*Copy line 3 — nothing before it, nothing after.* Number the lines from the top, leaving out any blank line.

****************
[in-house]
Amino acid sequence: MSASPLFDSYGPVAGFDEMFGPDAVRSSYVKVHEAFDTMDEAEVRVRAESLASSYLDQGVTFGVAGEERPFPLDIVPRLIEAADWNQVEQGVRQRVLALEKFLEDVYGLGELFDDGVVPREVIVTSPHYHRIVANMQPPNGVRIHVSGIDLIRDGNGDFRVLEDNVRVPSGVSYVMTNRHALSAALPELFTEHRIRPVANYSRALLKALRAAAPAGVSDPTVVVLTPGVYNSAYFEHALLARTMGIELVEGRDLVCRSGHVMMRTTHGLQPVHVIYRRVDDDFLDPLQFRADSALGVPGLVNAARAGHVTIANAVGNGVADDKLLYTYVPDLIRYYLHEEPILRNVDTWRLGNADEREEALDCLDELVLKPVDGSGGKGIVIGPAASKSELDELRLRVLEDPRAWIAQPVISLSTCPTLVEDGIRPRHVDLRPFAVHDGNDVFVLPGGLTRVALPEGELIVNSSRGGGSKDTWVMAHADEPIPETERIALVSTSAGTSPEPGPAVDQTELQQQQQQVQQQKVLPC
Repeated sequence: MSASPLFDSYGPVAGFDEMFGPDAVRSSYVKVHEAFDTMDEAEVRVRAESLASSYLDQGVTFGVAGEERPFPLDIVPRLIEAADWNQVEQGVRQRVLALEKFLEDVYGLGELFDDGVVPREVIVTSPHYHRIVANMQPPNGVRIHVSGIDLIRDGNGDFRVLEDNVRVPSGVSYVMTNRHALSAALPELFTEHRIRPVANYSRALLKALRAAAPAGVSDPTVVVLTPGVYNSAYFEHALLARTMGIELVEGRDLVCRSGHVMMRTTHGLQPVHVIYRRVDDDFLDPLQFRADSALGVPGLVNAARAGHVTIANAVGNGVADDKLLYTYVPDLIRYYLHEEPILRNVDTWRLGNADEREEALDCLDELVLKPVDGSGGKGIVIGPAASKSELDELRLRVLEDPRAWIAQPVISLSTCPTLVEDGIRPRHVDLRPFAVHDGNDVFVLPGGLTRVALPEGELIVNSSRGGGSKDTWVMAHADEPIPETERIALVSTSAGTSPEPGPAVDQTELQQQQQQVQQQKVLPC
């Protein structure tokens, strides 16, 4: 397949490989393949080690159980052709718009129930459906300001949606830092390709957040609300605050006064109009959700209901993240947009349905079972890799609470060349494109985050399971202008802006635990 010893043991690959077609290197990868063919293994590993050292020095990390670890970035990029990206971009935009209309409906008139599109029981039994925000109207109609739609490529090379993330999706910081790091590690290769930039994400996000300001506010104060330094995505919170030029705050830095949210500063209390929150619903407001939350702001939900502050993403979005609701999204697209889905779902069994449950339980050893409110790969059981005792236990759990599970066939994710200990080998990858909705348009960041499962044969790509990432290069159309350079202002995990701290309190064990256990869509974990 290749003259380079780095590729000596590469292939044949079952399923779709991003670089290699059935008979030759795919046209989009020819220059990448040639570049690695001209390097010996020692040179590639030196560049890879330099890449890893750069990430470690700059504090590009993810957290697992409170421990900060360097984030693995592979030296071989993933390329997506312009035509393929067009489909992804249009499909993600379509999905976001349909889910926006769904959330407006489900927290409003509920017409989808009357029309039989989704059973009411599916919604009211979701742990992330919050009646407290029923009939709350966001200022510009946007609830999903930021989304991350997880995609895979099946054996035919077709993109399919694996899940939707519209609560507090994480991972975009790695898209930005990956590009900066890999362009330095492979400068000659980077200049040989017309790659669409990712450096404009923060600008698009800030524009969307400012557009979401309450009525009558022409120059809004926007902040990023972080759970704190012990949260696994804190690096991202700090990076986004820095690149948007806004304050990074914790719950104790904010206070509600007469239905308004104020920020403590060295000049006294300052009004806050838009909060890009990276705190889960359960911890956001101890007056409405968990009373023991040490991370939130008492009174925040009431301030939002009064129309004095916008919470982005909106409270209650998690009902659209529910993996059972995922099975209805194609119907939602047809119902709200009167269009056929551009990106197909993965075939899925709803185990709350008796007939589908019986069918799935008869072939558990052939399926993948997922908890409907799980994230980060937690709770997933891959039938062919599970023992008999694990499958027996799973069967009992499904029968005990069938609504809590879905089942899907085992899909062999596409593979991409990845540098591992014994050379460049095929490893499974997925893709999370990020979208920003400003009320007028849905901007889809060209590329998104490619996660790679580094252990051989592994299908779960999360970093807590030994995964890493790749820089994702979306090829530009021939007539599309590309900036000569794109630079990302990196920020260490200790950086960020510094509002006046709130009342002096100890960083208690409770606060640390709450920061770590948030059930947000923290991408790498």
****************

Repeated sequence: MSASPLFDSYGPVAGFDEMFGPDAVRSSYVKVHEAFDTMDEAEVRVRAESLASSYLDQGVTFGVAGEERPFPLDIVPRLIEAADWNQVEQGVRQRVLALEKFLEDVYGLGELFDDGVVPREVIVTSPHYHRIVANMQPPNGVRIHVSGIDLIRDGNGDFRVLEDNVRVPSGVSYVMTNRHALSAALPELFTEHRIRPVANYSRALLKALRAAAPAGVSDPTVVVLTPGVYNSAYFEHALLARTMGIELVEGRDLVCRSGHVMMRTTHGLQPVHVIYRRVDDDFLDPLQFRADSALGVPGLVNAARAGHVTIANAVGNGVADDKLLYTYVPDLIRYYLHEEPILRNVDTWRLGNADEREEALDCLDELVLKPVDGSGGKGIVIGPAASKSELDELRLRVLEDPRAWIAQPVISLSTCPTLVEDGIRPRHVDLRPFAVHDGNDVFVLPGGLTRVALPEGELIVNSSRGGGSKDTWVMAHADEPIPETERIALVSTSAGTSPEPGPAVDQTELQQQQQQVQQQKVLPC